Furthermore, we asked whether the odds ratios associated with direction and outcome would have changed had we used only patients who were billed, rather than all records. The resulting logistic-regression derived odds ratios were unchanged. Finally, we asked whether adding variables denoting the size of the metropolitan area would account for the observed differences in outcome. Adjusting for the 11 hospital variables and for five levels of population size from rural to metropolitan areas greater than 1 million, we found very little difference in results (OR for death = 1.07, P < 0.057; OR for failure-to-rescue = 1.09, P < 0.021; OR for complication = 1.00, P < 0.853).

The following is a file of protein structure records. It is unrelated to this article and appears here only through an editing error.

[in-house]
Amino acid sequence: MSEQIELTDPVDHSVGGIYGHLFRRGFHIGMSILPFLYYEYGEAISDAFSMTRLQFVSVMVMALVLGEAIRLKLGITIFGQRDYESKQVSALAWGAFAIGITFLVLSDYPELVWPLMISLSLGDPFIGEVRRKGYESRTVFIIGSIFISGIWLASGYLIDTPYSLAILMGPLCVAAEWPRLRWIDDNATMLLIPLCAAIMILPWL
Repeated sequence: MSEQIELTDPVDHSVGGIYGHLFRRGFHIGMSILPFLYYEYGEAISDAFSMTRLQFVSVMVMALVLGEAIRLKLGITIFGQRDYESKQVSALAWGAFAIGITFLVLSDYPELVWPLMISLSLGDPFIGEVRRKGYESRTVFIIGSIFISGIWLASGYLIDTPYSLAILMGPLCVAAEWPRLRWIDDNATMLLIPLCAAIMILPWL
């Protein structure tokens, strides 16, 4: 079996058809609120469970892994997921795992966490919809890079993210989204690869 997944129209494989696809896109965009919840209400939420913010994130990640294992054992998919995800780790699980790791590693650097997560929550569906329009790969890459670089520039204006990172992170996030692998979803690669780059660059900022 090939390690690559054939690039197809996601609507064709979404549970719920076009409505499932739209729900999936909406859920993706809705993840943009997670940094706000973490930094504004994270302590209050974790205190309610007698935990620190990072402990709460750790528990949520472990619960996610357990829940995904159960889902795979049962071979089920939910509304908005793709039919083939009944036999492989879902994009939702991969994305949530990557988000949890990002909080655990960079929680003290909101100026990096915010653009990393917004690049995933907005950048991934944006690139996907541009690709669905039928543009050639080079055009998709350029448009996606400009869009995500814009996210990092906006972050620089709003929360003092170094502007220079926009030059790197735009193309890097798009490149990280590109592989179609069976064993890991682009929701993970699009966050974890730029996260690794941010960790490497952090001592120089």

After adjustments for severity of illness and other confounding variables, we found higher mortality and failure-to-rescue rates for patients who underwent operations without medical direction by an anesthesiologist. Adjusted complication rates were not associated with medical direction. This finding is not inconsistent with the finding of higher mortality rates in the absence of medical direction. Our previous work showed that complication rates, as reflected in administrative claims data, are indicators of severity of illness, 7,11,22but adjusted complication rates are not well-correlated with adjusted death rates. 11,22,23In Medicare surgical patients, complication rates are poor indicators of quality of care 6,7and are not accurately coded to discern specific intraoperative events. The complication rate in this study reflects the number of patients who had complications, not the number of complications per patient. The complication list was developed to be inclusive and sensitive to most undesirable occurrences during the hospital stay, but was not specific for perioperative complications. Specific perioperative complications may not appear in the Medicare claims data, in which the limited number of fields and variation in recording patterns may prevent the complication rate from reflecting differences in quality. Hence, it is not surprising that adjusted complication rates were not different among providers, whereas 30-day mortality rate—a measure better defined and recorded—was different.